The Public Interest

New York: the “old city”

Nathan Glazer

Fall 1996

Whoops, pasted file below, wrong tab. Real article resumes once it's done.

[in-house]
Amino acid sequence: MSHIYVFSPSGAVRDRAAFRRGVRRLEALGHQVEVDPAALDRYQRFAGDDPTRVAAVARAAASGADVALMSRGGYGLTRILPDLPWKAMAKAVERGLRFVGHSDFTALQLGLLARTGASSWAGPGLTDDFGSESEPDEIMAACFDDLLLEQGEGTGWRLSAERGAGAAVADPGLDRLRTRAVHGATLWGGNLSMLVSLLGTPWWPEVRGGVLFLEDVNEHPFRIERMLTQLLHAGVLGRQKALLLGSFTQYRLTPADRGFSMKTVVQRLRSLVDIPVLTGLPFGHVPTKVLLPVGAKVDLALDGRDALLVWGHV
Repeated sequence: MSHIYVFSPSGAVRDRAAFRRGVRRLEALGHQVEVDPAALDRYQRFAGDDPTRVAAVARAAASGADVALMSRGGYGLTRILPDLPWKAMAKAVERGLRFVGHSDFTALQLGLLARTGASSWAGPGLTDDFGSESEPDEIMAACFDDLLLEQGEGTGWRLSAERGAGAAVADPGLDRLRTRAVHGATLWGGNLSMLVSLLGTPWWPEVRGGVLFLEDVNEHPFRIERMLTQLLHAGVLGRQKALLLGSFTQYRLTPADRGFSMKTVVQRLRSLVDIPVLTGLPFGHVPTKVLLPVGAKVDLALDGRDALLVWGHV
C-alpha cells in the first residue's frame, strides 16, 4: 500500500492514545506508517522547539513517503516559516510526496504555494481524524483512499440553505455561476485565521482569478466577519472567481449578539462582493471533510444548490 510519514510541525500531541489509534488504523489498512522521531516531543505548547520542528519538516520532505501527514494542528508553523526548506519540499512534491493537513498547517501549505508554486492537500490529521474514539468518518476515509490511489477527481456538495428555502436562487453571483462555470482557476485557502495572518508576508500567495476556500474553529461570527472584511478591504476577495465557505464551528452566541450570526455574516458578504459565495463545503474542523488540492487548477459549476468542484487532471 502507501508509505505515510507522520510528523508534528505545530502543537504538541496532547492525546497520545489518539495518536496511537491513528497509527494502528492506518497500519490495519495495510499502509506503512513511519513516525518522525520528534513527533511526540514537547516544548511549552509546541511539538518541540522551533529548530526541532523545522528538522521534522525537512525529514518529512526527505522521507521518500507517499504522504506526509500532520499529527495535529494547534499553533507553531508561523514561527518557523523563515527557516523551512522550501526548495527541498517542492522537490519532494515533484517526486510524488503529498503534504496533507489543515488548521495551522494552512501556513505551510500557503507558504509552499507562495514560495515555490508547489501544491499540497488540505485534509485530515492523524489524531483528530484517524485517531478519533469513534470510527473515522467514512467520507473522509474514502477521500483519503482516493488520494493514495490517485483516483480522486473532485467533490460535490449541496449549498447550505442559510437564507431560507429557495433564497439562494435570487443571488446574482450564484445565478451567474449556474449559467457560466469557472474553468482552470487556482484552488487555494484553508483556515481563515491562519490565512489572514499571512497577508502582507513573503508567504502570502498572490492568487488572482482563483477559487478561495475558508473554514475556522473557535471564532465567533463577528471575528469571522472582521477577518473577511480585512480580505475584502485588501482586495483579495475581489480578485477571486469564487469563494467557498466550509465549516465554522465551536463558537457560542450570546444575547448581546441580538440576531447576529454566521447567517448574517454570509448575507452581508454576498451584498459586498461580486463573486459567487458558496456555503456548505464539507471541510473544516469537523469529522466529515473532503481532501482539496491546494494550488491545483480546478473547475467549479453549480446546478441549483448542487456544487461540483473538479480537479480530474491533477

THE appearance of The Encyclopedia of New York City,† edited by Kenneth T. Jackson, leads one to think of one of Parkinson’s laws: When the capital is complete, the empire is ready to fall. Or perhaps, more grandly, of Hegel’s owl of Minerva, which takes flight at dusk. For New York City’s current economic and social woes have been accompanied by a spate of major scholarly works that are unparalleled and were unavailable in the days of New York’s glory, wherever we place it. This is a phenomenon that certainly deserves some consideration. 

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